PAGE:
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Arts & Culture

Comedic Identity

Late-night Writer, Stand-up Karen Chee’s Performance Marks Asian American Studies Anniversary

By Dan Novak M.Jour. ’20

Comedian and writer Karen Chee peforms Friday at the Stamp Student Union to help mark the 20th anniversary of UMD's Asian American Studies program.

Photo by Stephanie S. Cordle

Comedian and writer Karen Chee peforms Friday at the Stamp Student Union to help mark the 20th anniversary of UMD's Asian American Studies program.

Among the items on the list of definitely-not-funny things are novel coronavirus and racial prejudice. Ask comedian and “Late Night With Seth Myers” writer Karen Chee to weigh in, however, and dark humor emerges.

“It’s not an easy time for Asian people,” the comedian said during her stand-up set Friday at the Stamp Student Union, describing how even the proper sneezing-into-her-sleeve technique she used on her train ride from New York was met with horrified reactions from fellow passengers. The laughing, nodding UMD audience was far more receptive.

Chee carries her perspective as a Korean American into her act, which riffs on everything from nonsensical microaggressions (“You’re English is so good!”) to self-deprecating bits about relationships and birth control, to her immigrant father’s decision to pick his American first name, Kenny, after a certain smooth jazz musician whose name ends in an initial that rhymes with Chee.

Chee, who at 25 has already contributed pieces to The New Yorker, The New York Times and McSweeney’s, and wrote jokes for 2019 Golden Globes, performed at Maryland as part of the 20th anniversary of the university’s Asian American Studies Program.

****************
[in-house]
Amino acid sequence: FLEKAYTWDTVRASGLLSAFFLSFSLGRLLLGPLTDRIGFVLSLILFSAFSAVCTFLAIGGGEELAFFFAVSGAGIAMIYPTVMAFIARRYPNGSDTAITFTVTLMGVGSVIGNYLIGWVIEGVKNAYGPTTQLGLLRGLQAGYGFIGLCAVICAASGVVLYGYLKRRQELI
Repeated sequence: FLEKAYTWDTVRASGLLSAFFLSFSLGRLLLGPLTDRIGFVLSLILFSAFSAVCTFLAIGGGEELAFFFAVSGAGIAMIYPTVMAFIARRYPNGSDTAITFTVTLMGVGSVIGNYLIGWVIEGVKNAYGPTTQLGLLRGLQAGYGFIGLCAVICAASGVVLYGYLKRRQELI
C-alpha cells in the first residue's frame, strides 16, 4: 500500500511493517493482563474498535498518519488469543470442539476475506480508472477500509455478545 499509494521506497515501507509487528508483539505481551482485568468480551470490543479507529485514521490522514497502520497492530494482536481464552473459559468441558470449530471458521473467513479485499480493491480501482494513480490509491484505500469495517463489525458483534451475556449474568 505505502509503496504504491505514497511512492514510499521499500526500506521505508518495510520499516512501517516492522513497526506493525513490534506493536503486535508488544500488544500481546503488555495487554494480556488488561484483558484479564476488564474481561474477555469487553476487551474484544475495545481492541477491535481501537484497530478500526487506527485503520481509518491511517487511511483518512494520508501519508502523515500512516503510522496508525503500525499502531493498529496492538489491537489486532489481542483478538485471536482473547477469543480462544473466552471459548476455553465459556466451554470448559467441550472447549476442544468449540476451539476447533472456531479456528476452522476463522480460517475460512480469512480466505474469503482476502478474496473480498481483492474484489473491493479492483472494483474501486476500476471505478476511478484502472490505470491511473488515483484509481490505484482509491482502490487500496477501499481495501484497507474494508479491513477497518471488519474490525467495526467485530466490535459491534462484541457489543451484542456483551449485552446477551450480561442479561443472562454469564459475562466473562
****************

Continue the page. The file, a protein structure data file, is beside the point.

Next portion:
She sat down with her thesis advisor at Harvard University, current Asian American studies lecturer Terry Park, for a public talk about her blossoming career and to answer questions from the audience about what it’s like to navigate comedy as an Asian woman. Here are some of the high points:

The importance of ethnic studies
Chee wrote her thesis on the Chinese American novelist, poet, playwright, actor and satirist H.T. Tsiang, whose work was never taken seriously by American publishers. Learning about Tsiang, who died in 1971, and other Asian artists and comics in an academic context “legitimizes the existence of Asian American comedy,” she said.

“Asians … are really rooted in this country in a way that we don’t ever learn about,” she added. “Learning about him was really empowering.”

Learning to deal with failure
Because comedy is a field in which failure is so common, Chee initially focused on writing and performing as much as possible, knowing that what she produced probably wouldn’t be very good. She was confident that would change.

“I know failure is going to happen in large chunks at the beginning, but hopefully less so the more I do it,” she said.

Chee also described seeing a famous comedian trying new material and bombing on stage for 45 minutes as a real learning experience.

“You can be that amazing at comedy and still completely bomb,” she said. “Everybody fails.”

Using cultural diversity to one’s advantage
Chee said she never felt fully accepted into the insular Harvard comedy community of privileged white men. However, she said that her background is much more embraced at "Late Night," where everyone is “very excited about me not looking or sounding like Seth Meyers.”

She said that while it might seem that being Asian, and thus heavily outnumbered, would be a hindrance in the comedy world, she’s learned to use her experiences and perspective as an Asian woman to her advantage.

“Every single book or movie we had to watch was about a white man, so I am so good at knowing that perspective,” Chee said. “It’s been drilled into me. So I know your perspective, but I also have mine, and you don’t have mine.”

 

 

Schools & Departments:

Office of Undergraduate Studies

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